With this code, I don’t need to change query windows. I do, however, need to change back to my developer context with REVERT at the end. This allows me to use my developer credentials to change code, but switch to other users.
Since I can get confused, I do often want to add a couple of lines to my code. First, I’ll use multiple EXECUTE AS statements to quickly switch users with the same code. You can see below I have one commented out and one executing. I also want to be sure I know which user was running code, so I will add a USER_NAME() SELECT to allow me to look at results and see which user is running code. With either of these techniques, I can keep testing the code I am writing under different contexts to be sure that when the application is deployed, it does not require any special privileges.
Existing Security Context
For many existing applications, I find that developers or administrators have often granted rights to individual users, especially when a shared login is used for something like a web application. While this works, it is cumbersome and difficult to maintain over time.
In these situations, I would start to use roles as a developer, in addition to granting individual rights. This helps me quickly add a new user to test something, but also starts to show other developers or administrators how cumbersome individual rights are. This is the first step to refactoring to a better security model. This is true whether you use SQL, Windows, or AAD authentication.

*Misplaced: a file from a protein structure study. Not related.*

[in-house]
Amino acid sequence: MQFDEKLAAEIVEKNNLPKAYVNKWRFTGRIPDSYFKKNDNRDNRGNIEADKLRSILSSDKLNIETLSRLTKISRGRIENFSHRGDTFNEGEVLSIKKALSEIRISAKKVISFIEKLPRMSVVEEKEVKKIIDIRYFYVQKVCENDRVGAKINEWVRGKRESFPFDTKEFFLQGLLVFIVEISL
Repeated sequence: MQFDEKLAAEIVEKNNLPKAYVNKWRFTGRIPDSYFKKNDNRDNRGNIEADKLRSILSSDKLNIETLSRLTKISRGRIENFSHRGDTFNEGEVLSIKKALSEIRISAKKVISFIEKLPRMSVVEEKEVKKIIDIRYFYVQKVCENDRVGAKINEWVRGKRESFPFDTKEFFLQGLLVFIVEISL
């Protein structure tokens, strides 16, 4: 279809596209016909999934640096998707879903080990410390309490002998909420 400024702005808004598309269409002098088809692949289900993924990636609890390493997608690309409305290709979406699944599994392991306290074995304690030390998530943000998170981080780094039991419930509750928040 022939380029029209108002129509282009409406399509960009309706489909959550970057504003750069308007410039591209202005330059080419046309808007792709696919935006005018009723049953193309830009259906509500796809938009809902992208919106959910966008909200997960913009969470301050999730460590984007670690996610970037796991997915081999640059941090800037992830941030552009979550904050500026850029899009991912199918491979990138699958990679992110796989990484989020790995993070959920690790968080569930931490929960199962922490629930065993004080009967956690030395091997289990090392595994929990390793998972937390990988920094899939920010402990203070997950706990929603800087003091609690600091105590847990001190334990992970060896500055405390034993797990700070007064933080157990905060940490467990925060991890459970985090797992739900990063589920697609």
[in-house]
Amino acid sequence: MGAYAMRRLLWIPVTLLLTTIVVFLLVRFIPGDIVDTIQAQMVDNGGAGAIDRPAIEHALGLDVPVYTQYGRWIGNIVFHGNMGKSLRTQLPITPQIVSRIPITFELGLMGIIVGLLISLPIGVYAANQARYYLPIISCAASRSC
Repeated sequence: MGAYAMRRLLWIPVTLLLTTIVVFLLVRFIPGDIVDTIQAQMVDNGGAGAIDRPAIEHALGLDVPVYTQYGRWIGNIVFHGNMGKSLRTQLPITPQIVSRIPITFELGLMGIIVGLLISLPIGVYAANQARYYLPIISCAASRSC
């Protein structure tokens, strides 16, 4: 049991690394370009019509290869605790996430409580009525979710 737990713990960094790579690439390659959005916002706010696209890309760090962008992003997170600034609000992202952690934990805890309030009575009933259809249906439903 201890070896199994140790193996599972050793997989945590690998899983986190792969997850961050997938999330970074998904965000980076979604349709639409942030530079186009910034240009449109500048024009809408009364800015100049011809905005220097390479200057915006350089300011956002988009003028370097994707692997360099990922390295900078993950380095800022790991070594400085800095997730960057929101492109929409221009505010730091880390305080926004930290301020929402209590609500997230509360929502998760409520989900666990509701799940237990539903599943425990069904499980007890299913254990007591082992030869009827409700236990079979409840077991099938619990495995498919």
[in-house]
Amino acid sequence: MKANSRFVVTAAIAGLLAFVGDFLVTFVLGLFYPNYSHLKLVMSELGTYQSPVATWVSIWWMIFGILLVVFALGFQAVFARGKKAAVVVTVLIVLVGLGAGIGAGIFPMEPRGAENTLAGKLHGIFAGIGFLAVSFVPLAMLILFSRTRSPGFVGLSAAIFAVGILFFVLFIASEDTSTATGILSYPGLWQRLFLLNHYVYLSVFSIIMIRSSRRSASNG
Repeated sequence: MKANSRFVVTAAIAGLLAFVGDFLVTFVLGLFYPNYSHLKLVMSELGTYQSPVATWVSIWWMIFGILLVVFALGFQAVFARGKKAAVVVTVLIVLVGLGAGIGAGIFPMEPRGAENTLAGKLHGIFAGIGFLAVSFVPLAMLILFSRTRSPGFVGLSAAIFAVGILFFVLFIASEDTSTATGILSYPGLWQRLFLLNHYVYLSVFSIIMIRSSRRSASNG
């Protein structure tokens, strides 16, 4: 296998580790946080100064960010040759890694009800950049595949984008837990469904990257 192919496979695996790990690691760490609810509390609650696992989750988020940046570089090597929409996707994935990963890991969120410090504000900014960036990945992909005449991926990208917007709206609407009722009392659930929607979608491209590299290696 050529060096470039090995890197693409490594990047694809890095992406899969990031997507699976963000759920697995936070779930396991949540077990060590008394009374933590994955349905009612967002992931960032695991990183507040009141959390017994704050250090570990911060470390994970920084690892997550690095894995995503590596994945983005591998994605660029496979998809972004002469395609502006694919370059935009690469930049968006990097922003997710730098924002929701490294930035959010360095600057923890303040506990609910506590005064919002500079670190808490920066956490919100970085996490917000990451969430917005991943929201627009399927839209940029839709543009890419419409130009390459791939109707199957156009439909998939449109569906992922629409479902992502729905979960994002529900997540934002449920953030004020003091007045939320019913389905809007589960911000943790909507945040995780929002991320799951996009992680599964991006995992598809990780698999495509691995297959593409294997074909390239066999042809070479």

If I have an existing user from production, I might ensure they exist on this system, with a standard password for the login. I can script out all the permissions and ensure the user on my development instance works the same as production knowing production credentials or having simple security.
Having a known set of logins and users makes development work easier. I prefer to use standard names on my development databases, with standard roles that simulate the way that different users will connect in production. This ensures I am testing security under contexts other than my own.
I have shown two ways to do this, with separate query windows for each login and by changing context. Of these, I find that separate windows, often on separate monitors allow me to keep developing in one window without confusion. I can easily copy and paste code from my developer connection to a normal user connection for easy testing. The context switch sometimes causes me issues, especially when I create errors and the REVERT doesn’t execute.
It is important to test your application, both the features and security. Many of the software bugs and problems experienced by users come from inadequate testing. With many systems under constant probing and attack, good development habits can help ensure we do not accidentally release code without vulnerabilities that could cause data breaches. This also helps ensure we deploy code that our users can execute without simple security errors.